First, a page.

How Amazon's AWS hires for and develops hard-to-find cloud skills

AWS HR executive Ian Wilson explains the dominant cloud player's approach to talent development

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A man steps onto a conference venue escalator with a giant AWS logo in the background
Step on up
Photo: Noah Berger/AWS (Reuters)

In a 2022 survey of US technologists and tech leaders, the area identified as having the biggest skills gap was cybersecurity—no surprise, given the geopolitical climate. But only slightly less concerning to the 700 respondents was the availability of expertise in cloud computing.

The survey, conducted by the online tech education company Pluralsight, suggests the next several years will see a continuation of the mad dash for talent to keep servers, networks, apps, and storage sites running, even if the broader tech industry keeps retrenching after years of headcount expansion.

As vice president of human resources at Amazon Web Services, which is the largest provider of cloud infrastructure, Ian Wilson has a front-row seat to the scramble for cloud skills. We asked him to describe the view for us.


Quartz: What’s the biggest challenge right now in finding the talent AWS needs for its cloud business?

Ian Wilson: The skills gap remains a challenge for AWS, as well as for our customers and partners. Enterprise adoption of cloud infrastructure continues to grow; Gartner predicts more than half of enterprise IT spending will shift to the cloud by 2025, resulting in $1.8 trillion in spending, up from $1.3 trillion in 2022. This means we need more talent to meet the growing demand in the long term.


It’s a supply and demand issue, and we have to build the supply so we can continue delivering for our customers, and so they can continue to innovate in the cloud. We do this by launching programs that provide new skills for the public and developing alternative pipelines, or engaging people with nontraditional tech backgrounds. Many of our roles do not require a college degree, allowing us to open up our talent pipeline to an even broader audience.

Is higher education preparing people for jobs in cloud technology? Or are these skills better learned on the job or in bootcamps, training programs, and the like?

Headshot of AWS human resources VP Ian Wilson
Ian Wilson
Photo: Courtesy of AWS

The answer is not one (relying on higher education to prepare people for cloud jobs) or the other (on-the-job learning). We have to invest in both, and several other areas, to address the challenge.

At AWS, we work with higher ed institutions to prepare students for cloud careers. For example, AWS Academy provides higher education institutions with free, ready-to-teach cloud computing curricula that prepare students to pursue industry-recognized AWS certifications and in-demand jobs. Most recently, we announced a new educator enablement program that helps minority-serving institutions, community colleges, and historically Black colleges and universities (HBCUs) teach database, artificial intelligence, and machine learning concepts.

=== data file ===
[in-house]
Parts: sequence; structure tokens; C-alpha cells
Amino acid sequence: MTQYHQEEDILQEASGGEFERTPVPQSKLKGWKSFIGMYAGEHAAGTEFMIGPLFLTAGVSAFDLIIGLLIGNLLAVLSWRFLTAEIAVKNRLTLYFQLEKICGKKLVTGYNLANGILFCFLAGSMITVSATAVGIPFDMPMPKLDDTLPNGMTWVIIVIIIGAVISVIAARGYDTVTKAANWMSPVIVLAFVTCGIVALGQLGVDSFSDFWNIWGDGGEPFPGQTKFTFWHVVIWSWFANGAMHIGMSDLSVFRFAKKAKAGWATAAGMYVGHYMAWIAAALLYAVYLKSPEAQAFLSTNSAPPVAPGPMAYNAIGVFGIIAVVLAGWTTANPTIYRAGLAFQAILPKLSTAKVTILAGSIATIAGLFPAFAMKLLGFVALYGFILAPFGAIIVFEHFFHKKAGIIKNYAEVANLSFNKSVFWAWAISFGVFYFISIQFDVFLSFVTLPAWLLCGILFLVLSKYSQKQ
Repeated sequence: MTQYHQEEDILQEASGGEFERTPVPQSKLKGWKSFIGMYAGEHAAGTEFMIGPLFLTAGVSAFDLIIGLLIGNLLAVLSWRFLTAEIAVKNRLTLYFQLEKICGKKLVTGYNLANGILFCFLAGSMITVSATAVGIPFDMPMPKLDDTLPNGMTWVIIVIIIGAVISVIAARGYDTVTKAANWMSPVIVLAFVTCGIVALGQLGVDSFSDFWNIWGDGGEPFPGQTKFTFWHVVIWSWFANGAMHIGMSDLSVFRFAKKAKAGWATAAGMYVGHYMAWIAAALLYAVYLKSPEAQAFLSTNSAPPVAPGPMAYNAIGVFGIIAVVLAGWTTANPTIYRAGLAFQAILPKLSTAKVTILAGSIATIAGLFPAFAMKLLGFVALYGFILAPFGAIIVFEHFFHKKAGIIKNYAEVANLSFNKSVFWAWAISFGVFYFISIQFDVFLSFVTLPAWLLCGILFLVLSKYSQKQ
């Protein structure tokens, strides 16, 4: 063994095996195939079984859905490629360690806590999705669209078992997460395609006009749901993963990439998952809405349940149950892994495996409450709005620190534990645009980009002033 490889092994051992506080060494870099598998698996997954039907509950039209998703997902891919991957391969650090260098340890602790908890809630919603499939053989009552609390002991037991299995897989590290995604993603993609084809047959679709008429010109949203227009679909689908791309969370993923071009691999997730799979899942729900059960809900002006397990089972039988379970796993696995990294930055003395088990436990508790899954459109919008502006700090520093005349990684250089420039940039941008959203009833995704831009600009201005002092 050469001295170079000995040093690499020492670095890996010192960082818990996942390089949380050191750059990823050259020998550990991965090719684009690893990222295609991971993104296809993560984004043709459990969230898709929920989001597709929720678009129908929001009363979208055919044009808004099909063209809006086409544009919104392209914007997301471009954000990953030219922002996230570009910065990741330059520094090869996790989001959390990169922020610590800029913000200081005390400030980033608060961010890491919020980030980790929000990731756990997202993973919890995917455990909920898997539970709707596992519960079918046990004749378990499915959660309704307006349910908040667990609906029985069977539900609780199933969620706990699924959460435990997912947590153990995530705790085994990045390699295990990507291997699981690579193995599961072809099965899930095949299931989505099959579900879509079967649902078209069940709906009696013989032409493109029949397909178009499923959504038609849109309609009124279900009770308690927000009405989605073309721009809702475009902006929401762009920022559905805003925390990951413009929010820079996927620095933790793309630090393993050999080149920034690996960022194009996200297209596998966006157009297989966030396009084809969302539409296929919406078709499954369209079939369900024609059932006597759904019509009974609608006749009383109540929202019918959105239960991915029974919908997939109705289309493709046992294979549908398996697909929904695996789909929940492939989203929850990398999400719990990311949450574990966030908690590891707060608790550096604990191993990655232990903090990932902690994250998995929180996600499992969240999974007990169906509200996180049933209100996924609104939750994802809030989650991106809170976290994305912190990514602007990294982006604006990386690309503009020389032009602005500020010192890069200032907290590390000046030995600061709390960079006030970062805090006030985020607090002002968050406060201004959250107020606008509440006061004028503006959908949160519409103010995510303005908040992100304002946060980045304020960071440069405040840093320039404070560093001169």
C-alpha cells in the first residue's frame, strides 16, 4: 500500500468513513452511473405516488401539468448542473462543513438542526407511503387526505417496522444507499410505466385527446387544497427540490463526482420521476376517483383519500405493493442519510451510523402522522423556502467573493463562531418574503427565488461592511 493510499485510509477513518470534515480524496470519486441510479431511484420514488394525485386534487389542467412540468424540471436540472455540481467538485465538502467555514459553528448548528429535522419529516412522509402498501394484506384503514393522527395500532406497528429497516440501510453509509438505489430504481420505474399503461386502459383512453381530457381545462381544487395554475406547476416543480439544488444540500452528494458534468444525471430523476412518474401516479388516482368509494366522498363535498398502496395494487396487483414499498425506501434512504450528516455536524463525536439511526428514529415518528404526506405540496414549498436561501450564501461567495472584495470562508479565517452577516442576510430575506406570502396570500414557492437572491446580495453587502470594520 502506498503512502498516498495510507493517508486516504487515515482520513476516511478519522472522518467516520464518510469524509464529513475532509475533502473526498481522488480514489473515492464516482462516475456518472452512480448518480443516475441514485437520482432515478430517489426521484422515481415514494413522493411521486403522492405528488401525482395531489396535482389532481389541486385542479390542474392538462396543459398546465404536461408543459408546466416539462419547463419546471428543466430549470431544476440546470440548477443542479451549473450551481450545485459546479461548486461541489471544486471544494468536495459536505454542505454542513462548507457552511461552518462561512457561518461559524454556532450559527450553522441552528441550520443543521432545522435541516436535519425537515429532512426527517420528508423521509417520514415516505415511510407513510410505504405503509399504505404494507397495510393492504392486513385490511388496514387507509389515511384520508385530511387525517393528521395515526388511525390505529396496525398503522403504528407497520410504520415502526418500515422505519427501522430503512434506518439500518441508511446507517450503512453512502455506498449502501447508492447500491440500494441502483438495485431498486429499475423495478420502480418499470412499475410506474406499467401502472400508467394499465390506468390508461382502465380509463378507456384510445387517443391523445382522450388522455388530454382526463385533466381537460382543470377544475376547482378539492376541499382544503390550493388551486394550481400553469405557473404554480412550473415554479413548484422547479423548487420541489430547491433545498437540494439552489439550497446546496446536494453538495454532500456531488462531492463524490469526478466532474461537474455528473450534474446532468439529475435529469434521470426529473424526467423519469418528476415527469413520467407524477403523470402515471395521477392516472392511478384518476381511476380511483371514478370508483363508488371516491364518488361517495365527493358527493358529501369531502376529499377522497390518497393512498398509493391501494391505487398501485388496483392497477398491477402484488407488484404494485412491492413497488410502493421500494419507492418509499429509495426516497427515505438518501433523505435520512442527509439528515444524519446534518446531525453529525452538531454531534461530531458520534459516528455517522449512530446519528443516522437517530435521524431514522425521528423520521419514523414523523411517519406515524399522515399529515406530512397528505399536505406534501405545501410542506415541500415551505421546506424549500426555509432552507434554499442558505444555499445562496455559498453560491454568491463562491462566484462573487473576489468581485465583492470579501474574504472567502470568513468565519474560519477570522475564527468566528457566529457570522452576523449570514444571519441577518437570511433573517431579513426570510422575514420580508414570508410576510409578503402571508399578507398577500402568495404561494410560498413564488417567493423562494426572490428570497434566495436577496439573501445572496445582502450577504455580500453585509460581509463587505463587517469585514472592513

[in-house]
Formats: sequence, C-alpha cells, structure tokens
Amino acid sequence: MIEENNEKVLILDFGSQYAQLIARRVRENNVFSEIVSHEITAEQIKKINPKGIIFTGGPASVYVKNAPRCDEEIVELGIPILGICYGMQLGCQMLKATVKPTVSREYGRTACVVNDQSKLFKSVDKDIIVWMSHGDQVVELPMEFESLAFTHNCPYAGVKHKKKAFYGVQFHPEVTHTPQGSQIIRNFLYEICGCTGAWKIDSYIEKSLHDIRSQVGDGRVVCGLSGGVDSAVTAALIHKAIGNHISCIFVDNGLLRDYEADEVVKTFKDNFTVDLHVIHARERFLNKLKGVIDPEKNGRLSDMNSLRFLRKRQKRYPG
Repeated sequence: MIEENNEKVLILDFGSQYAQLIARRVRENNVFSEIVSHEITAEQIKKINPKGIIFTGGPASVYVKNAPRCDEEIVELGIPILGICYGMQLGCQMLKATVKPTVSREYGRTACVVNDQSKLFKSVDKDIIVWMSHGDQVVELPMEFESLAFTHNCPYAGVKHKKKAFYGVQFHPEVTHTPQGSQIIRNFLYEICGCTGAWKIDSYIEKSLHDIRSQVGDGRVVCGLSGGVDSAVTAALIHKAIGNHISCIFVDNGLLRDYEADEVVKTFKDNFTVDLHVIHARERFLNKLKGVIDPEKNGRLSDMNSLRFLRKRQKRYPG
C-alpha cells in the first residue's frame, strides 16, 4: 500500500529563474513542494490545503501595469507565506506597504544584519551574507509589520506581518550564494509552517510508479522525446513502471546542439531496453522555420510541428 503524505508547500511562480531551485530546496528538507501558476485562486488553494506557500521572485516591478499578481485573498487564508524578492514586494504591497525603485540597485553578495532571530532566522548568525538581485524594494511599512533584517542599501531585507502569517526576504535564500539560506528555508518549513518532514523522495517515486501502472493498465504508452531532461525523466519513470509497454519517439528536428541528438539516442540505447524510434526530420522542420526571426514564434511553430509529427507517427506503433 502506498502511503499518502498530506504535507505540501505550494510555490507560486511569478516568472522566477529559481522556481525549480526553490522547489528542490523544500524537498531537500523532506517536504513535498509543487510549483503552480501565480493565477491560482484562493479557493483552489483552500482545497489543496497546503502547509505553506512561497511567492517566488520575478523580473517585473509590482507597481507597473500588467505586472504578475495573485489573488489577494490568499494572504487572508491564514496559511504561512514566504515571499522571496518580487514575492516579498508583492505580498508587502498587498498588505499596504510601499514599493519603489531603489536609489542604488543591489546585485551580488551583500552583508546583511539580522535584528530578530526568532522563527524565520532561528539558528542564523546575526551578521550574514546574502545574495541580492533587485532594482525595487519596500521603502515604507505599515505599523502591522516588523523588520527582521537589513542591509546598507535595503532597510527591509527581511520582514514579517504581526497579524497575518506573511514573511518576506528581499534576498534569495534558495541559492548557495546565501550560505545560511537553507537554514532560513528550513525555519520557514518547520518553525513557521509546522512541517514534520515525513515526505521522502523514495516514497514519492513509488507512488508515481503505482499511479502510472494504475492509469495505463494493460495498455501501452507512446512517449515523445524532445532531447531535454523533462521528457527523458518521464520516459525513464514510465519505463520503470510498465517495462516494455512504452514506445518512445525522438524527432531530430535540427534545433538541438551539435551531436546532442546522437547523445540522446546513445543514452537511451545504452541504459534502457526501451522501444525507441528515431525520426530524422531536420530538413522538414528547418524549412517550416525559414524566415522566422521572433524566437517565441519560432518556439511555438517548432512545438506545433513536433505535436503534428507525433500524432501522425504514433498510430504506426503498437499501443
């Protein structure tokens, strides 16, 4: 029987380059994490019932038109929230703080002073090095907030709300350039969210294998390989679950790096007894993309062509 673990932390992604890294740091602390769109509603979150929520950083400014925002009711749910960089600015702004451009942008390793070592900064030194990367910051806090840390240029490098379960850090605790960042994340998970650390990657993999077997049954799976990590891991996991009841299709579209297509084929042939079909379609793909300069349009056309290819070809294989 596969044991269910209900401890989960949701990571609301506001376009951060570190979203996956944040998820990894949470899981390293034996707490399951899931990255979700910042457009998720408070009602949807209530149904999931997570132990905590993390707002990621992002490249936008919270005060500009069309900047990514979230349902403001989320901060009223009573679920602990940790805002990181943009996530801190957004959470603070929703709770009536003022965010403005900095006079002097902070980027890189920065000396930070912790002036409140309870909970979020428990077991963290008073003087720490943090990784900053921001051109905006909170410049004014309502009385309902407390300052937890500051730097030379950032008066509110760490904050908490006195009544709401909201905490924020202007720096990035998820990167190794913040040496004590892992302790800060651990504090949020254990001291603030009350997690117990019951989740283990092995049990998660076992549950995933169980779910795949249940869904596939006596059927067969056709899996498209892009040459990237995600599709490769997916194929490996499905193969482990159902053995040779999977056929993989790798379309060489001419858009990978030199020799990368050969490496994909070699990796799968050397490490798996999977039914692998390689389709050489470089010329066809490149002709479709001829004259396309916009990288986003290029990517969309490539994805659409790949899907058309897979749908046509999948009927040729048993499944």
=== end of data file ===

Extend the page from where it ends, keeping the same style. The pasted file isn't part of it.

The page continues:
We’ve also been partnering with community colleges across the US to launch the Grow Your Own Talent program, which offers classroom and on-the-job trainings to students, high school or college graduates, current Amazon employees, or cleared professionals. Our goal is to place them in cloud computing roles after they complete the program. It’s been effective at providing new skills for entry-level candidates with nontraditional backgrounds.

What changes have you seen in the past year or more in terms of how people are coming into the industry?

We see that more people are aware of the value of digital skills. According to a recent study by Gallup and AWS, nearly all participants (98%) agree that training in digital skill has benefited their careers. Also, workers with intermediate skills—including understanding of cloud concepts and ability to use tools like drag-and-drop websites—earned 40% more than individuals with basic digital skills, like email and word processing.


While it’s welcoming news that more people want to pursue a career in cloud computing, we can’t leave it to best intentions. That’s why in 2020, we committed to providing free cloud computing training to 29 million people globally by 2025 and have reached 13 million people since then.

We also notice that employees at Amazon are taking advantage of upskilling opportunities to transition into cloud careers.


We encourage anyone and everyone to learn about the cloud. It’s never too early or too late to do it.

What else is on your mind these days when it comes to staffing in this sector?

As we build the cloud talent of the future, we must ensure we create inclusive cultures where people from all backgrounds and life experiences can thrive, and develop diverse pipelines to reach underrepresented talent. As a global company, we need diverse teams to help us think bigger, and differently, about the products and services that we build for our customers all over the world.


We offer more than 500 free, on-demand courses in more than 15 languages on AWS Skill Builder, which is available in more than 200 countries and territories. We also work with organizations around the world to offer AWS re/Start in more than 180 cities and 60 countries. AWS re/Start is a free, cohort-based workforce development training program that helps individuals build cloud computing skills and connects participants with employment.